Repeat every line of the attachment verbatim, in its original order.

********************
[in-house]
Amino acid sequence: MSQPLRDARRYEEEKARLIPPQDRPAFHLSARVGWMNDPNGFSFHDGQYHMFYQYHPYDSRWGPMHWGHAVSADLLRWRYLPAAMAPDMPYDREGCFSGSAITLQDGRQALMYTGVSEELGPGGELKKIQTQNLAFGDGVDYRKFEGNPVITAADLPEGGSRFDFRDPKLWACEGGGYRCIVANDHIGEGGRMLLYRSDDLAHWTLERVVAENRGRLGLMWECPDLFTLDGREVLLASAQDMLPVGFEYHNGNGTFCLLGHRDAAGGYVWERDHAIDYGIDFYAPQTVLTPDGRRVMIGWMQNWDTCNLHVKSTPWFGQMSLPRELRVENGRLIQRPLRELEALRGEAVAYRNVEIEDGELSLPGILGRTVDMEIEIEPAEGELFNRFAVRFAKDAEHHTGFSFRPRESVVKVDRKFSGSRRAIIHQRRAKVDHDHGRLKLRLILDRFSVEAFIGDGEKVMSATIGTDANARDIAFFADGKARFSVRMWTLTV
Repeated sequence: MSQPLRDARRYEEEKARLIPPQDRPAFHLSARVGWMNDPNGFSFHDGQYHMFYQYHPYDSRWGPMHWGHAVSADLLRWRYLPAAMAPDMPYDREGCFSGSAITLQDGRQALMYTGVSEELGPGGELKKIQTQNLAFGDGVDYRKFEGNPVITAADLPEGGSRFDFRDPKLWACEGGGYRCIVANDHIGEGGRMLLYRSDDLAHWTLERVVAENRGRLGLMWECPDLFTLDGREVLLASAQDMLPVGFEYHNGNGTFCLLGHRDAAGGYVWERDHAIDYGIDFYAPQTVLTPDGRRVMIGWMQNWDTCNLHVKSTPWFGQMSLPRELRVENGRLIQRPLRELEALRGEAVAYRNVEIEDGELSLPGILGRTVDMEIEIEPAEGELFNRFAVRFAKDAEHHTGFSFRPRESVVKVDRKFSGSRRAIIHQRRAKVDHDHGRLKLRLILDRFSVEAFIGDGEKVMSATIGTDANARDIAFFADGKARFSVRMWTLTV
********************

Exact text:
[in-house]
Amino acid sequence: MSQPLRDARRYEEEKARLIPPQDRPAFHLSARVGWMNDPNGFSFHDGQYHMFYQYHPYDSRWGPMHWGHAVSADLLRWRYLPAAMAPDMPYDREGCFSGSAITLQDGRQALMYTGVSEELGPGGELKKIQTQNLAFGDGVDYRKFEGNPVITAADLPEGGSRFDFRDPKLWACEGGGYRCIVANDHIGEGGRMLLYRSDDLAHWTLERVVAENRGRLGLMWECPDLFTLDGREVLLASAQDMLPVGFEYHNGNGTFCLLGHRDAAGGYVWERDHAIDYGIDFYAPQTVLTPDGRRVMIGWMQNWDTCNLHVKSTPWFGQMSLPRELRVENGRLIQRPLRELEALRGEAVAYRNVEIEDGELSLPGILGRTVDMEIEIEPAEGELFNRFAVRFAKDAEHHTGFSFRPRESVVKVDRKFSGSRRAIIHQRRAKVDHDHGRLKLRLILDRFSVEAFIGDGEKVMSATIGTDANARDIAFFADGKARFSVRMWTLTV
Repeated sequence: MSQPLRDARRYEEEKARLIPPQDRPAFHLSARVGWMNDPNGFSFHDGQYHMFYQYHPYDSRWGPMHWGHAVSADLLRWRYLPAAMAPDMPYDREGCFSGSAITLQDGRQALMYTGVSEELGPGGELKKIQTQNLAFGDGVDYRKFEGNPVITAADLPEGGSRFDFRDPKLWACEGGGYRCIVANDHIGEGGRMLLYRSDDLAHWTLERVVAENRGRLGLMWECPDLFTLDGREVLLASAQDMLPVGFEYHNGNGTFCLLGHRDAAGGYVWERDHAIDYGIDFYAPQTVLTPDGRRVMIGWMQNWDTCNLHVKSTPWFGQMSLPRELRVENGRLIQRPLRELEALRGEAVAYRNVEIEDGELSLPGILGRTVDMEIEIEPAEGELFNRFAVRFAKDAEHHTGFSFRPRESVVKVDRKFSGSRRAIIHQRRAKVDHDHGRLKLRLILDRFSVEAFIGDGEKVMSATIGTDANARDIAFFADGKARFSVRMWTLTV